It should therefore come as no surprise that sustainability was one of the key themes that arose in our latest study, Creating Better Washrooms. In fact, the study found that 84% of design professionals consider sustainability to be an extremely or very important consideration when specifying commercial washrooms. Not only that, but it’s expected to be the second most influential factor to govern washroom design over the next five years, behind wellbeing.
However, what our study also found is that in order for sustainability measures to be effective, designers must strike the right balance between what is environmentally beneficial and what is actually feasible in practice.
The current picture
Sustainability continues to be of major importance to professional washroom designers – not just in terms of the methods and materials used in product manufacture, but also the eco-friendly performance of products and the logistics surrounding their maintenance and eventual disposal.
For example, our study found that the features most specified by designers to improve sustainability ratings are low-water-usage toilets, urinals and fittings, as well as low-energy-usage lighting. And, while there is still some work to do in other areas – such as material tracking, green planting and the use of recyclable parts – designers are in a strong position to lead the way in encouraging the development of ‘greener’ technology and the uptake of more sustainable products and procedures.
How much do end users care about sustainability?
In our survey, two-thirds of end users rated sustainability as extremely or very important and almost half said that they would like to find significantly more sustainable functionality in workplace washrooms in the future. However, sustainability did not feature in their top 10 considerations, which included more practical factors such as cleanliness, hygiene and ventilation.
What this suggests is that people do want sustainable washrooms, but only if the features don’t compromise their washroom experience. For example, low-water-usage toilets and urinals may not be acceptable to end users if it meant more smells and stains, and they may even result in more water being wasted due to multiple flushes, defeating the purpose. Similarly, water or energy saving sensors may not be welcomed if they caused difficulties in flushing, washing hands or operating hand dryers.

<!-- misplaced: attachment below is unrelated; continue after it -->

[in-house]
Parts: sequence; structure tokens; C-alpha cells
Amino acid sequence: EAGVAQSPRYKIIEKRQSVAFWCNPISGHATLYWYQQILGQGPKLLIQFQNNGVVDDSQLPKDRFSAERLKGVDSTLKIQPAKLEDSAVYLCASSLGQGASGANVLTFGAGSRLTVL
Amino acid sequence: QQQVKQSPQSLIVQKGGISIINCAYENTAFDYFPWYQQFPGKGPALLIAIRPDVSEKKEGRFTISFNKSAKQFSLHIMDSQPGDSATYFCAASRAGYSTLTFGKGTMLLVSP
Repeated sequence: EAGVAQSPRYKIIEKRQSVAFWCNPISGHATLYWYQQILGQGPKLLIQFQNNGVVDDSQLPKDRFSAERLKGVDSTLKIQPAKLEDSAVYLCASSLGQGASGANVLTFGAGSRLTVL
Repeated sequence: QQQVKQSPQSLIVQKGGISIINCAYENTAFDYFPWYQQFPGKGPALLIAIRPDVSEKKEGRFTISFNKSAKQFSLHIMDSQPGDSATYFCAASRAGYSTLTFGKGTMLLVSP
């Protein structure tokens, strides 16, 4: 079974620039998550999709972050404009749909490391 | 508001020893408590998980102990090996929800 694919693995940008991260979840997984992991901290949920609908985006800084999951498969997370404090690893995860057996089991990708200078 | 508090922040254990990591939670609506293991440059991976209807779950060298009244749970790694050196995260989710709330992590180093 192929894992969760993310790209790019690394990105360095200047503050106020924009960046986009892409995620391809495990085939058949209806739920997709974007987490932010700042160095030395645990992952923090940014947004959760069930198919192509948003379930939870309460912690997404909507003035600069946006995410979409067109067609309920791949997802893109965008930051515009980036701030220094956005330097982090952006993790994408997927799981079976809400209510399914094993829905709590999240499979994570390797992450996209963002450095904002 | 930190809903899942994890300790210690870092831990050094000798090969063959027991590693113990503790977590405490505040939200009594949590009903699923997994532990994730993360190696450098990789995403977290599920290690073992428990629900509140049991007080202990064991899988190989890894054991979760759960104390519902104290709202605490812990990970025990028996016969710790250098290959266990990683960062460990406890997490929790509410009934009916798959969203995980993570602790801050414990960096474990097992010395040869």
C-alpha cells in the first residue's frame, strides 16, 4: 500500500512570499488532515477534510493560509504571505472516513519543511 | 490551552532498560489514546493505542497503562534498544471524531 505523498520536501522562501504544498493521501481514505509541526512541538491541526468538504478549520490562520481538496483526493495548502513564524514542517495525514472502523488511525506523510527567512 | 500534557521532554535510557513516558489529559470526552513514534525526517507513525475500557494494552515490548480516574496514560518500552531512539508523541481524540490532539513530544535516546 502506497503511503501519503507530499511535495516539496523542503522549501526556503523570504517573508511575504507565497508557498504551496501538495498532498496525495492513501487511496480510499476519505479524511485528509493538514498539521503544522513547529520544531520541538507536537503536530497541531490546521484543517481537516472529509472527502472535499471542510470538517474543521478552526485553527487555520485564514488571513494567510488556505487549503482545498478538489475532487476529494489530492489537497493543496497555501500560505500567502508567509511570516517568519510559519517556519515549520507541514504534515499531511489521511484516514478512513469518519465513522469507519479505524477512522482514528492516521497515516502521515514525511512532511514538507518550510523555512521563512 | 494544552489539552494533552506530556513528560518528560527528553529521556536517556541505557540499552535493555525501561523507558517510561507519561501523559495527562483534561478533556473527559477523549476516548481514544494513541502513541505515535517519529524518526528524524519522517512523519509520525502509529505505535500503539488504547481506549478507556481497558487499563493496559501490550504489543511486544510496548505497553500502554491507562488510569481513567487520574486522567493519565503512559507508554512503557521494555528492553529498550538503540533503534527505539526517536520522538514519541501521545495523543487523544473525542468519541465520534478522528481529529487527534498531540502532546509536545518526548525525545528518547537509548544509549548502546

On that note, it’s important to point out that most sustainability efforts are not always evident to end users. Instead, they’re often behind the scenes, meaning people use them every day without recognising their environmental importance or impact on workplace quality.
An opportunity for designers
It’s clear that when it comes to sustainability, the implications for professional designers go beyond decisions about which water or energy saving devices to specify; relevance to end users is paramount. An interesting hypothesis is that the solution may lie in increased signposting of environmentally friendly technology in washrooms. Given the current gravity of the green agenda, being made aware that a certain product is contributing to a more sustainable world may encourage people to use it as intended – a theory definitely worth further investigation.
Meanwhile, what we can be confident in predicting is that professional designers, as well as those people across the entire manufacturing process, will be integral in tackling climate change and resource management, by helping to increase use of ethically sourced materials, manage waste, and reduce energy and water usage. Not only will such efforts have a positive environmental impact, but they will also help to bring down the total cost of ownership and financially benefit the project in the long term.
As well as examining sustainability within commercial washroom design, our Creating Better Washrooms report also includes useful findings on current perceptions around factors such as wellbeing, gender and smart technology. The conclusion? That sustained collaboration with stakeholders at every stage of the supply chain, as well as end users, is the key to delivering washrooms that go beyond mere function and truly benefit society. It’s something we’re committed to at Armitage Shanks: working with partners and the wider industry to implement evidence-based design so that commercial washrooms not only play a central role in improving profitability, but ask genuinely enhance the lives of those who use them.
Get more insights and exclusive findings by downloading the full Creating Better Washrooms report.